• Establish a “food is fuel” mindset. Enjoy what you eat, and eat what you enjoy, but don’t eat for enjoyment (or comfort).
  • Unprocessed meats, veggies, and eggs are all great and can be enjoyed pretty much at will.
  • Nuts and cheeses are great for snacking.
  • Target at least 5 servings of fruits & veggies per day (more veggies than fruits, though)
  • Beans and dark chocolate are OK in moderation
  • Target one “daylight fast” (no eating until sundown) per week. This can be During summer months I just waited until supper time, because the sun just never seems to go down until people look start looking like honey-baked hams.  And that’s not what we’re going for here.  And besides, it can violate the next rule.
  • Don’t eat after 9PM

Extra Eating Notes

  • At first, I sought substitutes for the carbs I missed the most.  I tried spaghetti squash instead of spaghetti, mashed cauliflower instead of mashed potatoes, and an egg-based pizza crust instead of the usual.  I eventually decided that I was just teasing myself.  Better to occasionally surrender to the real thing (just not two days in a row!)
  • Primal CrackersAlmond flour is an exception; it makes pretty darn good pancakes and crackers.  The crackers can also be modified to make a tasty, thin & crispy pizza crust.  Almond flour also makes a good coating for baked salmon.
  • Forget what you thought you knew about fats.  There’s nothing wrong with natural fats and everything wrong with unnatural carbs.  Forget “low-fat” versions of foods; usually, “low-fat” means additional carbs added for flavor.  Instead, go “regular” for butter, peanut butter, creams, etc..
  • A square (or two) of 70% dark chocolate with peanut butter is a delicious daily treat!
  • Indulge in “forbidden” foods occasionally.  Let’s face it: if you can’t allow yourself to enjoy a piece of cake and some ice cream to celebrate your kid’s birthday, then you’re not a very benevolent self-ruler.  Just make it a point to give yourself a finite window in which to enjoy such treats (i.e., not two days in a row!)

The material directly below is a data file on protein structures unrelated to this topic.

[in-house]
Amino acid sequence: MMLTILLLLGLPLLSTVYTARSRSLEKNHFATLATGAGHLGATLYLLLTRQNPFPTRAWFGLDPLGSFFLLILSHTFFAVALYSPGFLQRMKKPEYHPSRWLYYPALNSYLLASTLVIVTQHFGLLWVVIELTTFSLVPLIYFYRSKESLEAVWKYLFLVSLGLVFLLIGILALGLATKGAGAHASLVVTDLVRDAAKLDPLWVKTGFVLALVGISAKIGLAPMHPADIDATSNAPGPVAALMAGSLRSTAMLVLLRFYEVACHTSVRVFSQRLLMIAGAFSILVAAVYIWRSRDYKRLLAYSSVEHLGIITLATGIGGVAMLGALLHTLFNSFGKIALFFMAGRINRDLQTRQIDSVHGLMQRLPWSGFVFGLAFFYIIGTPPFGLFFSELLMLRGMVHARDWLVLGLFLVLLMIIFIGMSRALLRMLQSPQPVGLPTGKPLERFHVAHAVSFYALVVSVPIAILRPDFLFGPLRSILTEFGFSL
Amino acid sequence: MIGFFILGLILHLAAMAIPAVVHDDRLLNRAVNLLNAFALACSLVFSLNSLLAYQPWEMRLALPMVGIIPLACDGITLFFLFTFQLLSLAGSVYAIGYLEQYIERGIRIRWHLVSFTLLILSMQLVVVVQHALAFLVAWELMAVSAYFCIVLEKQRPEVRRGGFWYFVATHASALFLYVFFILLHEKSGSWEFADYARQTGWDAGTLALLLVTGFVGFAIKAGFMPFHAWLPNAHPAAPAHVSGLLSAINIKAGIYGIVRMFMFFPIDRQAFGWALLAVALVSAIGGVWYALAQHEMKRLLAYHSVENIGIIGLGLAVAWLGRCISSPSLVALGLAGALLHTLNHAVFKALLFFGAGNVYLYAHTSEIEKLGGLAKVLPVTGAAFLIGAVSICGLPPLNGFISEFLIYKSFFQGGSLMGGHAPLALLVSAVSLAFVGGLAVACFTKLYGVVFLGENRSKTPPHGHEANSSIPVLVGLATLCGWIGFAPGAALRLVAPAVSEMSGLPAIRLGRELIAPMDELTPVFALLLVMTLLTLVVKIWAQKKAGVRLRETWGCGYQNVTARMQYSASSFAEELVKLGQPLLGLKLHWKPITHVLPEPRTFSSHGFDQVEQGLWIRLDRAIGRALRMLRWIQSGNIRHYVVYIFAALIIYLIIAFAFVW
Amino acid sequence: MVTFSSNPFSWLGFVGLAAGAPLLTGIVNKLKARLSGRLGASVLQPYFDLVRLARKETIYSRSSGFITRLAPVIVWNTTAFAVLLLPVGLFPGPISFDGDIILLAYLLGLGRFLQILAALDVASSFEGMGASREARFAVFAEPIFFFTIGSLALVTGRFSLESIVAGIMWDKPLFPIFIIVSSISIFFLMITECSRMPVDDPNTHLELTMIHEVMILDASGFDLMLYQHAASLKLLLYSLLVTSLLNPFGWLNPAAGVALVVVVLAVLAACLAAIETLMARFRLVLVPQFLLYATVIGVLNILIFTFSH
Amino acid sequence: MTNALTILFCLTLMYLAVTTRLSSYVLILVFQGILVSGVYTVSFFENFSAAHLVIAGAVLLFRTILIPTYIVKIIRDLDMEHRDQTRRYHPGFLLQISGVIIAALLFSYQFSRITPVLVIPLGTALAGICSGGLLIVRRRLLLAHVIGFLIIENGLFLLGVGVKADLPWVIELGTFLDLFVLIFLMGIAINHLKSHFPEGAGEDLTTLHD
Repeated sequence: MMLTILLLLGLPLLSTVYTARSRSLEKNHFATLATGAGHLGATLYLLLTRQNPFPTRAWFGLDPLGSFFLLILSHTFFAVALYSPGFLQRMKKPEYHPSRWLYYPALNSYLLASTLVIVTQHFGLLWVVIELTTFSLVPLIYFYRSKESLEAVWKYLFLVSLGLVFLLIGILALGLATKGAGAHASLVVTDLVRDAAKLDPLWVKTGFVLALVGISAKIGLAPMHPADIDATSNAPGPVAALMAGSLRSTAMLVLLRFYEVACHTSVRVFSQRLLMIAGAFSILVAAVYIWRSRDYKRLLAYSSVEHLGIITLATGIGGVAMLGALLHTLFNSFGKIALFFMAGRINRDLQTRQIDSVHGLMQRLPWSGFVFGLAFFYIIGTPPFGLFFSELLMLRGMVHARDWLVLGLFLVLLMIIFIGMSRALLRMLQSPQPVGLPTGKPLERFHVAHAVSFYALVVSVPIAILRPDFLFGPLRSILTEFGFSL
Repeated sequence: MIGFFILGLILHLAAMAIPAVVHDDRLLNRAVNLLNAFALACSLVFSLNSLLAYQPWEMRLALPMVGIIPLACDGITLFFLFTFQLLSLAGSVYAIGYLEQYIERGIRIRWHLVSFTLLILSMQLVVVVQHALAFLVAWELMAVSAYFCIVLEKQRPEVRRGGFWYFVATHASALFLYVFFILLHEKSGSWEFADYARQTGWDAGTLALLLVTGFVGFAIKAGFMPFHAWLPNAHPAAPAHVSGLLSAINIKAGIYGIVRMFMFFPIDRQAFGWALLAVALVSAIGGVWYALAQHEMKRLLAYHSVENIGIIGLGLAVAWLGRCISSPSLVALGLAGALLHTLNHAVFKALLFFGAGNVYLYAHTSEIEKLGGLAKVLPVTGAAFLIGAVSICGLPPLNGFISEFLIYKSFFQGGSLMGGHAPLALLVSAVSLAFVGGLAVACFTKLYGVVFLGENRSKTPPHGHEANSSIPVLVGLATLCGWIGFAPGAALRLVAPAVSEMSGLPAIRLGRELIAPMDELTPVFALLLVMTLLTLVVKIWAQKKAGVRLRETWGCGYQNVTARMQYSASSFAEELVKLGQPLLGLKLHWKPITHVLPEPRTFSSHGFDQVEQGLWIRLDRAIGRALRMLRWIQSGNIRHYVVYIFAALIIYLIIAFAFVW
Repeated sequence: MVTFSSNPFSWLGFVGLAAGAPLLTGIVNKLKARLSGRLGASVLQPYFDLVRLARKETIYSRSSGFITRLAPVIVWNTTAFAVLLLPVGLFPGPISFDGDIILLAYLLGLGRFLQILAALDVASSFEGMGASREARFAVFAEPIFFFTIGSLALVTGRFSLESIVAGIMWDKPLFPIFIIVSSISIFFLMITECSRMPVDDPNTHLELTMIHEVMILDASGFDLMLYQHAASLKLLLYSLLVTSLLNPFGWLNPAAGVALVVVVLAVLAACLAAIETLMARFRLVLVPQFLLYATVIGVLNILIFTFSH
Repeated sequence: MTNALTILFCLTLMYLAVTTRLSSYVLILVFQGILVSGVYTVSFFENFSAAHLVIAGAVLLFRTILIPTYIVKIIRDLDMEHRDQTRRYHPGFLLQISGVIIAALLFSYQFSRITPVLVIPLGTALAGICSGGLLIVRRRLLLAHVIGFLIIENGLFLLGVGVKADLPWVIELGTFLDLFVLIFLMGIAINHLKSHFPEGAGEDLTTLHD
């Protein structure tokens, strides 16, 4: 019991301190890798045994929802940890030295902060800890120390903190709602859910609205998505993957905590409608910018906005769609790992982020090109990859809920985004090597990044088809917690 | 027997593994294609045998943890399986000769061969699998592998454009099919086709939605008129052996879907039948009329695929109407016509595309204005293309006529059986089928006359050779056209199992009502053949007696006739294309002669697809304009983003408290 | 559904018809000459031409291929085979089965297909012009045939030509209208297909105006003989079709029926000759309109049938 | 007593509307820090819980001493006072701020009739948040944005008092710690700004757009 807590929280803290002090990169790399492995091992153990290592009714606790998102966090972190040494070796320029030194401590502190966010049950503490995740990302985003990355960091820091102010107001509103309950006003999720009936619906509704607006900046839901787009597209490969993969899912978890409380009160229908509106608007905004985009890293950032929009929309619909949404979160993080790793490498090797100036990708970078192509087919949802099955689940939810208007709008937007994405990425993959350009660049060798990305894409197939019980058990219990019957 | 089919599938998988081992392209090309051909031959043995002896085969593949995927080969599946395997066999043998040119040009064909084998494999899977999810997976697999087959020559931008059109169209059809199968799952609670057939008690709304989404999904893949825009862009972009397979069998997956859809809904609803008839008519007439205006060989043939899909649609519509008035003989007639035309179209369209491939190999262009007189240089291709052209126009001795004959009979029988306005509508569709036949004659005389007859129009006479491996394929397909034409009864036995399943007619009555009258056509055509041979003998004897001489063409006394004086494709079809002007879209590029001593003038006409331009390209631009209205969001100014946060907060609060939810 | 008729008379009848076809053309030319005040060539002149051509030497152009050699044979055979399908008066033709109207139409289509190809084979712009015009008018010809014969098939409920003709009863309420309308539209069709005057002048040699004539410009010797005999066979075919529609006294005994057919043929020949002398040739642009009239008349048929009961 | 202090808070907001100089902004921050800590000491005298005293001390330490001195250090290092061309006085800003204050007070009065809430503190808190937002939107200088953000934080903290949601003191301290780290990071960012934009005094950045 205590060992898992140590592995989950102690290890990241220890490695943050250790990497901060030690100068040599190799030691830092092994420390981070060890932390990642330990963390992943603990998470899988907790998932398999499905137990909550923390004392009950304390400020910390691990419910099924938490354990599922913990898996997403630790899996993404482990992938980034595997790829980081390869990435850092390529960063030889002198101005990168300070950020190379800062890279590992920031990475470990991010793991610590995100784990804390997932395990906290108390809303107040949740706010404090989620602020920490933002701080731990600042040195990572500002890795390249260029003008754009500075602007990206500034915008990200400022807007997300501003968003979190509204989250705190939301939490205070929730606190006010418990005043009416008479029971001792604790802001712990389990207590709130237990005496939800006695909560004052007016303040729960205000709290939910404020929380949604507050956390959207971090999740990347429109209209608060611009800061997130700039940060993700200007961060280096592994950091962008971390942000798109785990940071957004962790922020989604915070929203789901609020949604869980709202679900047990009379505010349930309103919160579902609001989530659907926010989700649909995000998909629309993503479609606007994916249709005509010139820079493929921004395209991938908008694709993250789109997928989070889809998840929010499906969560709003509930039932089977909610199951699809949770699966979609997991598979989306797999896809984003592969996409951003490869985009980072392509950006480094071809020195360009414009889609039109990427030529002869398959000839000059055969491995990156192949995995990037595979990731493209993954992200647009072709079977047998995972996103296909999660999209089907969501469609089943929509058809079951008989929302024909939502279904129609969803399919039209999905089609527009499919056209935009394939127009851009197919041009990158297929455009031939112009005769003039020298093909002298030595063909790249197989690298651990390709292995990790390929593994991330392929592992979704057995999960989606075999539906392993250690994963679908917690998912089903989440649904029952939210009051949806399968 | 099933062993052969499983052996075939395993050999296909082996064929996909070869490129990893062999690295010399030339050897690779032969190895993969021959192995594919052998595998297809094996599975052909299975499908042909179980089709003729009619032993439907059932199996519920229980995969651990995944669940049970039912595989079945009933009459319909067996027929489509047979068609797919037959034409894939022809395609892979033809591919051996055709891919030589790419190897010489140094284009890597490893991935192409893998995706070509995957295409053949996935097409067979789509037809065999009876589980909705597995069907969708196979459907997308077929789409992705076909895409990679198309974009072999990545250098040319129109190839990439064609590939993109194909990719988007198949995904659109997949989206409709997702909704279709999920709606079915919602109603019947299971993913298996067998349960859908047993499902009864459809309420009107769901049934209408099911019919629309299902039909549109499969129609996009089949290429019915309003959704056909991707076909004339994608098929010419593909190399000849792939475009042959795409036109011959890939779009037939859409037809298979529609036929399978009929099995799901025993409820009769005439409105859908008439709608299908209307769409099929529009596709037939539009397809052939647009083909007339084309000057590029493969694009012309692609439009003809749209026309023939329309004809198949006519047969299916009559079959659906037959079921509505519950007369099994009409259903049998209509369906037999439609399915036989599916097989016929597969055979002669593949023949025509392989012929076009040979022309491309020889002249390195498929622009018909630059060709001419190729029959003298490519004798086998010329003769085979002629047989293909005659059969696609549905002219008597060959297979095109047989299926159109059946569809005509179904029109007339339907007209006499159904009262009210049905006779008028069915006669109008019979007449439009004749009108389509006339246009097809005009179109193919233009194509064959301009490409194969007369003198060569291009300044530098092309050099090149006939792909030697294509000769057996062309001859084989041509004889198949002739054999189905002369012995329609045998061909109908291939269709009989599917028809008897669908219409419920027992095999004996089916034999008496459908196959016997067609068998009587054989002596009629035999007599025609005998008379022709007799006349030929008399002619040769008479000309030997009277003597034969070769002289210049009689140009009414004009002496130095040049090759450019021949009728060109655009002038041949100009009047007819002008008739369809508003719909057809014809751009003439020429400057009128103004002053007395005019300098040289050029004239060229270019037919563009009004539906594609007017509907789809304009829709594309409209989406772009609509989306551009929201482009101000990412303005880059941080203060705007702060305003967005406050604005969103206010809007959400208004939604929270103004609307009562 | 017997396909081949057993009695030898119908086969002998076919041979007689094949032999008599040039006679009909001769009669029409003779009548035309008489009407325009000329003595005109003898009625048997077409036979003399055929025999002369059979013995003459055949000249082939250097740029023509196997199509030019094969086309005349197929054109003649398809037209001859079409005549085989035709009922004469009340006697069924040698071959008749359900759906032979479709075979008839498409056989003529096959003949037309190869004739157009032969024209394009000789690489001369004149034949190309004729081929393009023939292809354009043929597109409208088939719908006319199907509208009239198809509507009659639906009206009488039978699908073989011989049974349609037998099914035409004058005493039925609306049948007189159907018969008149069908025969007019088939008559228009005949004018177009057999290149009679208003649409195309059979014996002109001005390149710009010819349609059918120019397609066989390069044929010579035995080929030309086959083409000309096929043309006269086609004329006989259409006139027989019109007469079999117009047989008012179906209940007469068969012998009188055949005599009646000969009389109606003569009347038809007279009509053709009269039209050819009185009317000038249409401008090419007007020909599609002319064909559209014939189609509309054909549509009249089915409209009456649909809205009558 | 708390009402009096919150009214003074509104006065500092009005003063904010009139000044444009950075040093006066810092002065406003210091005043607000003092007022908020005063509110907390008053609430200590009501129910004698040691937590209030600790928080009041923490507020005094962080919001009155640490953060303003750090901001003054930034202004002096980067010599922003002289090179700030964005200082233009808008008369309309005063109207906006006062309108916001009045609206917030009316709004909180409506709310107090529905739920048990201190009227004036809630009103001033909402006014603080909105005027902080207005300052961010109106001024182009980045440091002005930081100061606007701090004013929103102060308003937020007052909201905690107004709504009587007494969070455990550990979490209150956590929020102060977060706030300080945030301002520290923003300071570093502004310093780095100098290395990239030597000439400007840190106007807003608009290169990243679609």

• Since fresh veggies and meats are the best things for you, it behooves you to develop some confidence in the kitchen. Meals that come from box or bag should be used rarely, as a last resort.
  • You can turn any meal into a salad by throwing some fresh spinach and romaine under it!
  • Sauces matter. Seasoned ribs aren’t bad, but ribs dripping in heavily brown-sugared barbecue are. Typically, we make our own sauces anymore, because it allows us to control what goes in.
  • If you’re concerned about the time involved in preparing a meal, consider it an investment in your health, every bit as (if not more so) important as your exercise time.
  • Also, celebrate cooking; don’t skimp, for the same reasons above. You’re investing in your health, and done right, there are some pretty darn tasty healthy meals out there. Filet mignon anyone?  Just say it’s for your health and that you’re staving off medical bills down the road.
  • Psyllium fiber is a great supplement to “keep things moving”.

As I said before, the hardest part is getting started.  After only a few weeks of seeing my weight drop and feeling my quality of life improve, I had no doubt that this was the way to eat for long-term health.  That doesn’t mean I haven’t been vulnerable to being lured back to the “dark side” of doughnuts and bread sticks. In fact, I’ve spent much of the past month there, but it’s time to get back in the light!

I hope reading this helps you as much as it helped me to compile it!  Looking forward to my weigh-in on Sunday!


4 comments on “Weigh Station: “Mastering My Domain”

  1. Elizabeth
    February 7, 2013

    Rooting for you, Steve!

  2. Jen Berman
    February 7, 2013

    Keep it going Steve! It’s a lifelong journey to health. There is no moving up the finish line when the road gets bumpy.

  3. Grande Falcone
    February 8, 2013

    Thanks Jen. Well said. And the journey is more important than the destination when it comes to improving self.

  4. Grande Falcone
    February 8, 2013

    Thanks Elizabeth!

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This entry was posted on February 7, 2013 by in The Weigh Station and tagged , , , , , , , , , , , .